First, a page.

OBJECTIVE To evaluate the effects of vaporized hydrogen peroxide (VHP) sterilization on the in vitro antimicrobial efficacy of meropenem-impregnated polymethyl methacrylate (M-PMMA) beads.
SAMPLE 6-mm-diameter polymethyl methacrylate beads that were or were not impregnated with meropenem.
PROCEDURES Meropenem-free polymethyl methacrylate and M-PMMA beads were sterilized by use of an autoclave or VHP or remained unsterilized. To determine the antimicrobial efficacy of each bead-sterilization combination (treatment), Mueller-Hinton agar plates were inoculated with 1 of 6 common equine pathogens, and 1 bead from each treatment was applied to a sixth of each plate. The zone of bacterial inhibition for each treatment was measured after 24 hours. To estimate the duration of antimicrobial elution into a solid or liquid medium, 1 bead from each treatment was transferred every 24 hours to a new Staphylococcus aureus–inoculated agar plate or a tube with PBS solution, and an aliquot of the eluent from each tube was then applied to a paper disc on an S aureus–inoculated agar plate. All agar plates were incubated for 24 hours, and the zone of bacterial inhibition was measured for each treatment.
RESULTS In vitro antimicrobial efficacy of M-PMMA beads was retained following VHP sterilization. The duration of antimicrobial elution in solid and liquid media did not differ significantly between unsterilized and VHP-sterilized M-PMMA beads.
CONCLUSIONS AND CLINICAL RELEVANCE Results indicated that M-PMMA beads retained in vitro antimicrobial activity and eluted the drug for up to 2 weeks after VHP sterilization.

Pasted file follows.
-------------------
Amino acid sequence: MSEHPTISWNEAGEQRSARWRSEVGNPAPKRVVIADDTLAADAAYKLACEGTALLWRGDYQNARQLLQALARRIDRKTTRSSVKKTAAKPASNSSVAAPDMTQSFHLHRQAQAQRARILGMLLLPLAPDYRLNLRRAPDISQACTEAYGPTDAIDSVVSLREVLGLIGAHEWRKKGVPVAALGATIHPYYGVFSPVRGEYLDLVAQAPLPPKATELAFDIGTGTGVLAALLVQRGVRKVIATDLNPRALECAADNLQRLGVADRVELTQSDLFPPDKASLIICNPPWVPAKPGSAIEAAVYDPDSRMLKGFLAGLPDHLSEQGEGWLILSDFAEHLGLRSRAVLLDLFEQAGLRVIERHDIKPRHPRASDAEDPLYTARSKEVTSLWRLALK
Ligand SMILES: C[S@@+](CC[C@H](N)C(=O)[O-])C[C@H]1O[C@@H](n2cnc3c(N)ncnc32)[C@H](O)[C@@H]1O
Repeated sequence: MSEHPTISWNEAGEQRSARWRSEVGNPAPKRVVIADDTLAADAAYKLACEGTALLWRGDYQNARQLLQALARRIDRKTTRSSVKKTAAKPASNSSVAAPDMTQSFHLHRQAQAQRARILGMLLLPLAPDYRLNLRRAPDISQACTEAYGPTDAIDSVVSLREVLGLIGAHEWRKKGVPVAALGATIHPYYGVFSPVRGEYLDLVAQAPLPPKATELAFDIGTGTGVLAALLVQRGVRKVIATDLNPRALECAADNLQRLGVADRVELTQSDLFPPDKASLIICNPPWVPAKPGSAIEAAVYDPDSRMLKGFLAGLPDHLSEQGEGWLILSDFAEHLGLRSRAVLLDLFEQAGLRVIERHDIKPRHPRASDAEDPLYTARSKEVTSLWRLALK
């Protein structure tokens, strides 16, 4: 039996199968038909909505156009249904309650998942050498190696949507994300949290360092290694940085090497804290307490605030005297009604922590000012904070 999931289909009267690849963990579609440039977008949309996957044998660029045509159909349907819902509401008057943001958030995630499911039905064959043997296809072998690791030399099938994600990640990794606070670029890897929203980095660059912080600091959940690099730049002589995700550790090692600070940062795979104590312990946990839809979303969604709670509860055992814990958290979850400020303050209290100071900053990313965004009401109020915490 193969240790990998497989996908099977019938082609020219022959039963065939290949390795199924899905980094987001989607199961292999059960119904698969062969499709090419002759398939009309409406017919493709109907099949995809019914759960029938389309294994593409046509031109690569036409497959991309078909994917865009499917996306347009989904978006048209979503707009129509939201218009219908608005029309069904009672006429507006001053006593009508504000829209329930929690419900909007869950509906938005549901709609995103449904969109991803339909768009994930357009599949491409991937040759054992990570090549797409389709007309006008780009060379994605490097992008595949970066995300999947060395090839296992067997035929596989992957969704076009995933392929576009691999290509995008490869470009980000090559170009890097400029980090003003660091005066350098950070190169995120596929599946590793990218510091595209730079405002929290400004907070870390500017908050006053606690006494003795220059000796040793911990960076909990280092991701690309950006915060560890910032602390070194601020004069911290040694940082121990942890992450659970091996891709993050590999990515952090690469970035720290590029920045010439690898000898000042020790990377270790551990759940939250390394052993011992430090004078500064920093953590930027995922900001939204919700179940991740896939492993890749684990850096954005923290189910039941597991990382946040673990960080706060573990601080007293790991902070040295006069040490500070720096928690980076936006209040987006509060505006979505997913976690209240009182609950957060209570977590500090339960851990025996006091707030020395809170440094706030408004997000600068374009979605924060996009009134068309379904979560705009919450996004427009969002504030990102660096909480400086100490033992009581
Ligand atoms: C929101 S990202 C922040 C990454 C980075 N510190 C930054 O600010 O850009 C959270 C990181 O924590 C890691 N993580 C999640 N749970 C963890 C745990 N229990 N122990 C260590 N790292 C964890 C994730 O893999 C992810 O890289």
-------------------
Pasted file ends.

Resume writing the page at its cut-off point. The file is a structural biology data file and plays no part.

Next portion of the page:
Objective—To evaluate effects of butorphanol, acepromazine, and N-butylscopolammonium bromide (NBB) on visceral and somatic nociception and duodenal motility in conscious, healthy horses.
Animals—6 adult horses.
Procedures—Visceral nociception was evaluated by use of colorectal distention (CRD) and duodenal distention (DD) threshold. Somatic nociception was evaluated via thermal threshold (TT). Nose-to-ground height, heart rate, and respiratory rate were also measured. Each horse received each treatment in randomized order; investigators were not aware of treatments. Butorphanol was administered IV as a bolus (18 μg/kg) followed by constant rate infusion at 13 μg/kg/h for 2 hours, whereas acepromazine (0.04 mg/kg), NBB (0.3 mg/kg), and saline (0.9% NaCl) solution (2 mL) were administered IV as a bolus followed by constant rate infusion with saline solution (10 mL/h) for 2 hours. Variables were measured before and for 3 hours after treatment. Data were analyzed by use of a 3-factor ANOVA followed by a Bonferroni t test for multiple comparisons.
Results—Nose-to-ground height decreased after acepromazine. Respiratory rate decreased after acepromazine and increased after butorphanol. Heart rate increased briefly after NBB. Some horses had an increase in TT after butorphanol and acepromazine, but there was not a significant treatment effect over time. Drug effect on DD or motility was not evident. The CRD threshold increased significantly at 5, 65, 155, and 185 minutes after acepromazine and from 5 to 65 minutes after NBB.
Conclusions and Clinical Relevance—Each drug caused predictable changes in sedation and vital signs, but consistent anti-nociceptive effects were not evident.